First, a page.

Elbuluk always asks patients about their goals for vitiligo treatment. Many of her patients have been told that there is no way to treat vitiligo or they have been on previous treatments that failed. She tries to make each visit as educational as possible for patients.

“You hit the nail on the head,” said Rosmarin. “A lot of education takes place during these visits. I want to build on what you commented on, for quality of life. Our measures show that, when patients have [vitiligo] in exposed areas, that tends to affect their quality of life. Even more so…[with] progressive or unstable disease. They have anxiety…[about] not knowing when they’ll get a new spot. The unpredictability…[of] nonsegmental vitiligo can be quite bothersome to patients, more than even having the disease in the first place.”

In progressive vitiligo, Elbuluk and Rosmarin consider the percentage of body surface affected and the category of treatment that will work best. Combination therapy is typically more successful, especially in patients who have tried only 1 form of treatment for a brief period of time. Elbuluk also makes sure patients understand that success will not happen overnight. Phototherapy, for instance, can take at least 30 sessions or more to begin eliciting a response. Overall, Elbuluk tells her patients that with vitiligo there are 2 treatment goals: stabilization and repigmentation.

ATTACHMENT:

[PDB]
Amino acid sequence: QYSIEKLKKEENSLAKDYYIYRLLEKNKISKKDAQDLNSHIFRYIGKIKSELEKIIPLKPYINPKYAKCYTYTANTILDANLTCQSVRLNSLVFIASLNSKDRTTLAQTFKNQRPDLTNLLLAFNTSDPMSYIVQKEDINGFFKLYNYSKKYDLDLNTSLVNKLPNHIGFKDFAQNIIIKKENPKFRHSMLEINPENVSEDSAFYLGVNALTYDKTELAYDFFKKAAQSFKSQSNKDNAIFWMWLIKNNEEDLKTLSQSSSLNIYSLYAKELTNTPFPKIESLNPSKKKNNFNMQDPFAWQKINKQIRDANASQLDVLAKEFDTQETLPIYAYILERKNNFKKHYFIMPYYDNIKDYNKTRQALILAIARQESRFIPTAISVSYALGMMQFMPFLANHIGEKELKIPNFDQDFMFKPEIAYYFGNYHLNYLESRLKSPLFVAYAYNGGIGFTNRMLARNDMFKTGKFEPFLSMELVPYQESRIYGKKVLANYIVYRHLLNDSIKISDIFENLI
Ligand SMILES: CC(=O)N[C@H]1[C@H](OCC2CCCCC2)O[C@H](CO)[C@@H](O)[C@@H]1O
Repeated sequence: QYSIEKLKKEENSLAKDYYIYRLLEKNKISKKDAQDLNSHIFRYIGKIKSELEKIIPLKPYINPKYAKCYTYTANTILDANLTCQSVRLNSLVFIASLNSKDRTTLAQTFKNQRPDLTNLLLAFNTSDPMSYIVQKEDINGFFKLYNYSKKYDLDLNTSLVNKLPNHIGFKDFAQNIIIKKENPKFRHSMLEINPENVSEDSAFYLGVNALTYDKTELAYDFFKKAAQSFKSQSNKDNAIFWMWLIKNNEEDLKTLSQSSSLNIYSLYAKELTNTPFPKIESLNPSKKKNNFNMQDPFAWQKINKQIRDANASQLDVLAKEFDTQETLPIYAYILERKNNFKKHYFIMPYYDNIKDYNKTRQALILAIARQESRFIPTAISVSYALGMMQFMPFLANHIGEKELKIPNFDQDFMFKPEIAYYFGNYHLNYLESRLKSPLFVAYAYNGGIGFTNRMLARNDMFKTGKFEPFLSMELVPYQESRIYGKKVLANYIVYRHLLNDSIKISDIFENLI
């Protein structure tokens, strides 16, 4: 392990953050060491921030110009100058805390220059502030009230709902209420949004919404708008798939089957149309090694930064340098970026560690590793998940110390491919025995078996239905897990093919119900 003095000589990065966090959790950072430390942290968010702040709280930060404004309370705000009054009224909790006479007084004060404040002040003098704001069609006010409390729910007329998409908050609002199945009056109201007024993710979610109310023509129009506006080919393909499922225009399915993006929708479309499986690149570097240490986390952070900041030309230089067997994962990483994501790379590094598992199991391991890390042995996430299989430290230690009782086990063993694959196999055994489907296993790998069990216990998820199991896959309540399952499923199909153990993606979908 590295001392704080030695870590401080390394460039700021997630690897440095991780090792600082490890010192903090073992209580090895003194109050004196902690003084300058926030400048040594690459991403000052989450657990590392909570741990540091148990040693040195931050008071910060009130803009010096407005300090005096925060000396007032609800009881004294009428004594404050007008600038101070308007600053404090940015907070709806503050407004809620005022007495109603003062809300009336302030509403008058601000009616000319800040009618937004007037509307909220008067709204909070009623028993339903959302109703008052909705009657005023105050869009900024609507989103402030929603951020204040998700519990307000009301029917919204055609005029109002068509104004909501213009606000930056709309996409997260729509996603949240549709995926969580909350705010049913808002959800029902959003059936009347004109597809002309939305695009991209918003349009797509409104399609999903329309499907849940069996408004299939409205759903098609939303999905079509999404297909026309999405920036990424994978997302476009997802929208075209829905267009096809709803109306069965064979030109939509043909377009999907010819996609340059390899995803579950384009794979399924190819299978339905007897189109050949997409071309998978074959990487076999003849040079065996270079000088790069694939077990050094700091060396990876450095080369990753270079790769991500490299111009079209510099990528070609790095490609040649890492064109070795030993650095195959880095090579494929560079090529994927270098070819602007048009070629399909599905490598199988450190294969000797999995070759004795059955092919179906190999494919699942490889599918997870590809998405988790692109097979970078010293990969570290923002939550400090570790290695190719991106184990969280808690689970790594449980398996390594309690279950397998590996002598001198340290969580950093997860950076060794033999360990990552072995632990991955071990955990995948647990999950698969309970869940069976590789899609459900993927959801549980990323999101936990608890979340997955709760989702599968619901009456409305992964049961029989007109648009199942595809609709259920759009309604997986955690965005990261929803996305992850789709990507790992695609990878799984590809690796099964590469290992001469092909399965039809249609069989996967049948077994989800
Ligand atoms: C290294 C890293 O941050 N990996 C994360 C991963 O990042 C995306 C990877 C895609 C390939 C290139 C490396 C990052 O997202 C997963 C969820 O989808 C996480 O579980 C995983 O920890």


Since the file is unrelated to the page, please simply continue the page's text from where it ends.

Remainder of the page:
Ruxolitinib cream (Opzelura; Incyte Dermatology) is a favorite therapeutic option of both doctors. Elbuluk has transitioned many patients who failed traditional treatment to ruxolitnib cream and has seen success, and she has also seen early improvement with combination ruxolitnib and phototherapy.

“Usually, when I have a patient come in and I tell them what they should expect with the use of the [ruxolitnib] cream, I tell them it is better to use it twice a day, even though we…[know] that even once a day can help repigment patients,” Rosmarin said. “Twice a day certainly works better. I usually see patients back in 6 months, and I don’t do any lab work beforehand or as we’re using the ruxolitnib cream because from the phase 3 data, there weren’t significant changes in lab abnormalities.”

Elbuluk and Rosmarin ended their discussion by reminding colleagues to give patients hope, let them know that there are treatment options, and referring them to a vitiligo specialist if they don’t feel qualified to treat the condition. Rosmarin added that it’s crucial to educate all physicians about the different strategies available to personalize treatment.


  1. Elbuluk N, Rosmarin D. Updates in vitiligo management. DermView. November 22, 2022. Accessed November 30, 2022.


Anxiety and depression in pediatric patients with vitiligo and alopecia areata and their parents: A cross-sectional controlled study Part 1

Department of Dermatology, University of

Health Sciences, Sultan Abdulhamid Han

Training and Research Hospital, Istanbul,



Sevil Savaş Erdoğan, Department of

Dermatology, Sultan Abdulhamid Han Training and Research Hospital, Tıbbiye Street., 34668, Usküdar, Istanbul, Turkey. Email: